Scimitar-horned Oryx

Oryx dammah

The 21st of May 2021 is observed as Endangered Species Day, and to mark the occasion we’re featuring a very special antelope, the Scimitar-horned Oryx, which is officially classified as extinct in the wild.

Naturally the Scimitar-horned Oryx occurred in a band across the Sahel and Sahara from Senegal and Mauritania in the west to Sudan in the east, and also in the countries along Africa’s Mediterranean coast from Morocco to Egypt. Sadly however, these beautiful antelope were driven to extinction in their native haunts by overhunting and competition with livestock and haven’t been seen in the wild since the early 1990’s. That we have any left today is thanks to zoos and game farms all over the world, including here in South Africa – it is estimated that there are at least 15,000 oryx in these collections stemming from a captive breeding programme initiated in the 1960’s. Most excitingly, attempts are currently being made to reintroduce the species to reserves in Chad, Morocco, Senegal and Tunisia sourcing animals from these facilities.

In their natural distribution range Scimitar-horned Oryx lived nomadically in herds usually numbering between 12 and 70, though larger congregations were not unheard of. They inhabited the semi-desert ecotone surrounding the Sahara, moving into the true desert only when periods of exceptional rainfall resulted in good grass cover there. They’re predominantly grazers but also feed on herbs and leaves, and are independent of open water for drinking, being very well adapted to hot and dry environments. Cows give birth to single calves at any time of year, following an 8 month gestation. Adults stand about 1.2m high at the shoulder, with their graceful horns growing to that same length! At up to 210kg, bulls are bulkier than the cows which weigh up to 140kg.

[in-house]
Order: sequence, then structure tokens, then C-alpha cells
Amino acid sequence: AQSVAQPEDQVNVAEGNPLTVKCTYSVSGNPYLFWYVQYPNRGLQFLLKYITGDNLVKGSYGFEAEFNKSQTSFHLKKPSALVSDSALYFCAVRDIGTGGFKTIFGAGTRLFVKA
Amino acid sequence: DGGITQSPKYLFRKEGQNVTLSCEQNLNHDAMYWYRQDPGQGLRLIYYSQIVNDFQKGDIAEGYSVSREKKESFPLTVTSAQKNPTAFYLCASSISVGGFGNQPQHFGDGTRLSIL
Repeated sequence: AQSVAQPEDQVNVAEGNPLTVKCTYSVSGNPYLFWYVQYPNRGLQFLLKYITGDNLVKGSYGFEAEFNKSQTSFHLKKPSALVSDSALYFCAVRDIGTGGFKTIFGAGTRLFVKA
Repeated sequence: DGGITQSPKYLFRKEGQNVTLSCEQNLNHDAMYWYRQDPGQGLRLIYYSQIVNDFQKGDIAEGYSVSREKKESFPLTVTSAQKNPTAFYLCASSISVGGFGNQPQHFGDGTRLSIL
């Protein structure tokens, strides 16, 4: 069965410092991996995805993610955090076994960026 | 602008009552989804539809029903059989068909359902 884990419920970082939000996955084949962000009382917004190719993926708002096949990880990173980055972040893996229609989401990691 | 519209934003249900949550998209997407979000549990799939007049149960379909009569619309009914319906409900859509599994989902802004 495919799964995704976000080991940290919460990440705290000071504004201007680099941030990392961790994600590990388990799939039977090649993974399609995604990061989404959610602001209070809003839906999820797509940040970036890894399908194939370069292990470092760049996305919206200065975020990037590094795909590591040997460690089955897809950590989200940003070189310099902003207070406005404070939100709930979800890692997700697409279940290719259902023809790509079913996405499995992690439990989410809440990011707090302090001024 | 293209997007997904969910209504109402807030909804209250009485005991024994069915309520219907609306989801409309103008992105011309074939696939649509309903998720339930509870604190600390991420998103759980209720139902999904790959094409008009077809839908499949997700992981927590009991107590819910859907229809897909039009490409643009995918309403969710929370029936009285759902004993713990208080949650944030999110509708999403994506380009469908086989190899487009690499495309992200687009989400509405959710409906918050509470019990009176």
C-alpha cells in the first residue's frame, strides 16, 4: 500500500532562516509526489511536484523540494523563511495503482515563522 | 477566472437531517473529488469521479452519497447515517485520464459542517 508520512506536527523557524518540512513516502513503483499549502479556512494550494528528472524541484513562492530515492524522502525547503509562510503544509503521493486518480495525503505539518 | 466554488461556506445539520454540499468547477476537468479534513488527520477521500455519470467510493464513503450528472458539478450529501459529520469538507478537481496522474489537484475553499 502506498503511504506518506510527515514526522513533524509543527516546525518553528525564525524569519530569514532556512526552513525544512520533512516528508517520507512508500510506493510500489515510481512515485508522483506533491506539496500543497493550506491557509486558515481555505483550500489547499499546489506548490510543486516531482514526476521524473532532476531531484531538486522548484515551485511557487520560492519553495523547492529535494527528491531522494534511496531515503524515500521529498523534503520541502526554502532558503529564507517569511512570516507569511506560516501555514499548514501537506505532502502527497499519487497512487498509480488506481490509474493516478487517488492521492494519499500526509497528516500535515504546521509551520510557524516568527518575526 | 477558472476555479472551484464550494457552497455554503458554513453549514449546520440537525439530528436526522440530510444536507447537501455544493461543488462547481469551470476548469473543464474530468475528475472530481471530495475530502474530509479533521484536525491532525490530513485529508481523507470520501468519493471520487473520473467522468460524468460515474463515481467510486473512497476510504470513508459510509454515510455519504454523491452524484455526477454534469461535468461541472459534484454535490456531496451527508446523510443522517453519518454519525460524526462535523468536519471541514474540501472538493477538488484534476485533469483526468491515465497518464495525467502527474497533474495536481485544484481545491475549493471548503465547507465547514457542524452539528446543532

27 thoughts on “Scimitar-horned Oryx

  1. H.J. for avian101

    It’s sad that such beautiful creatures are in danger of extinction. I just hope that they prevent that from happening. Thank you, D. ๐Ÿ™‚

    Liked by 1 person

    Reply
    1. de Wets Wild Post author

      I think their continued existence in “captivity” is at least assured, H.J. and I have real hope that the attempts at reintroducing them to their native haunts will prove successful.

      Liked by 1 person

      Reply
  2. photobyjohnbo

    Sorry to see a beautiful animal disappear into extinction. Hopefully reintroduction into the wild will start them out in new herds. The American Bison was also close to extinction but laws and thoughtful husbandry brought them back to roaming the wilds of protected parks.

    Liked by 1 person

    Reply
    1. de Wets Wild Post author

      It makes me think of that last lonely quagga mare, far from home at a zoo in Amsterdam at the end of the 1800’s, being the last of her kind on the planet. Thank goodness that fate need not befall the Scimitar-horned Oryx.

      Liked by 1 person

      Reply

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